Involvement within the Auburn University College of Forestry, Wildlife and Environment student organizations provides opportunity for students to exercise leadership skills, build relationships with their classmates and foster community between students and professionals in the varying occupations associated with forestry, wildlife and natural resources. In his own words, learn how participation in student clubs has positively impacted Clay Colley’s experience at Auburn and his career potential after graduation:
Area of Study: Biosystems Engineering (Ecological concentration) with minor in Watershed Sciences
Expected Graduation: Spring 2024
Involvement: Backcountry Hunters & Anglers, Auburn University chapter
Why did you choose Auburn?
I chose to attend Auburn because of my love for the Auburn community and Auburn’s excellence in academia. Growing up in a small town, I always loved Auburn’s small town feel even though it is one of the largest cities in Alabama. Auburn people are caring and personable. We look out for one another and support the community through thick and thin. In addition, I was drawn to the high standard of excellence of both the College of Forestry, Wildlife and Environment and the Samuel Ginn College of Engineering. There is a certain sense of pride that comes with attending a university that holds a reputation for producing professional-grade graduates. Auburn’s reputation of academic excellence is a direct result of the high standard to which students are held. This standard encourages students to succeed and provides them with a valuable work ethic.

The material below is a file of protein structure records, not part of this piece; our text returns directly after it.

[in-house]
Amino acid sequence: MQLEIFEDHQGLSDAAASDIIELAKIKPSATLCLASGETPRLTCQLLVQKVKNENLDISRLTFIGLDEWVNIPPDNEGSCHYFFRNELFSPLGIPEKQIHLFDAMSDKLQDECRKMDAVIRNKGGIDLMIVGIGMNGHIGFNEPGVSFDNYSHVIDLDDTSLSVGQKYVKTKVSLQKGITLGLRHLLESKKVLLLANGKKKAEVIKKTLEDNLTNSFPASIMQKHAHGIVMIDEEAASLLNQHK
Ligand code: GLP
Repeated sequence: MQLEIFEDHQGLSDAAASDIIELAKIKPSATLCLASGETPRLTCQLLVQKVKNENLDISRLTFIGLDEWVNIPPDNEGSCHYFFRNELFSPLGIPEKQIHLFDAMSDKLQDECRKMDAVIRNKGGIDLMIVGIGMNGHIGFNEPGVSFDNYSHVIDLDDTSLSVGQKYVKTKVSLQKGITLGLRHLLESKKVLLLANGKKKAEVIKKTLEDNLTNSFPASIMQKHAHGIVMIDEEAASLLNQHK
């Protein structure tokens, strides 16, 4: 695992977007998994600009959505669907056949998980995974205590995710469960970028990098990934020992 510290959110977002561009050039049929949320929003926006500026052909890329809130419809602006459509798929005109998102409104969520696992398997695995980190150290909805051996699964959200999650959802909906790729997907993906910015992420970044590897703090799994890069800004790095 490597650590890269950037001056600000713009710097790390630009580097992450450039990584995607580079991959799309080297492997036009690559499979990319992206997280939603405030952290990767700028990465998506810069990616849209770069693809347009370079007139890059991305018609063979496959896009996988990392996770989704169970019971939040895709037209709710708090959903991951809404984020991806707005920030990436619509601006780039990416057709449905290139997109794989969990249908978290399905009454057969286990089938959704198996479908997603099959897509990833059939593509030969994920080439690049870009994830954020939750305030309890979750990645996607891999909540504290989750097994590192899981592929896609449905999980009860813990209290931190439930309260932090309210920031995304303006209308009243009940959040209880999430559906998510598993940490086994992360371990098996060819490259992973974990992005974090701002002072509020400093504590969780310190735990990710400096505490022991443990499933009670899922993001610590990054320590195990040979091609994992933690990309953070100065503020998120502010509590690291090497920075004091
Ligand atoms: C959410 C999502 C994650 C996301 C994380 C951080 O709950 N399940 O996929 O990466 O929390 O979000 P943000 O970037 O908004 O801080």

What led you to choose this field of study?
I chose my major and minor because of my passion for conserving waterways. This passion was manifested from my passion for fishing and hunting. My hobbies have allowed me to see well-managed waterways, as well as some very poorly managed ones. Witnessing this contrast in conservation standards led me onto a path towards contributing to watershed restoration and preservation. Without clean waterways, we are presented with environmental degradation and human health risks. I have seen the real-life effects of environmental degradation through sedimentation in the Cahaba River. The main source of sedimentation in a watershed is runoff from development. Sedimentation severely changes the design of a watershed and kills aquatic life due to the alteration of environment. It is my goal to help in the mitigation of watershed degradation, due to development, and to conserve healthy aquatic ecosystems for generations to come.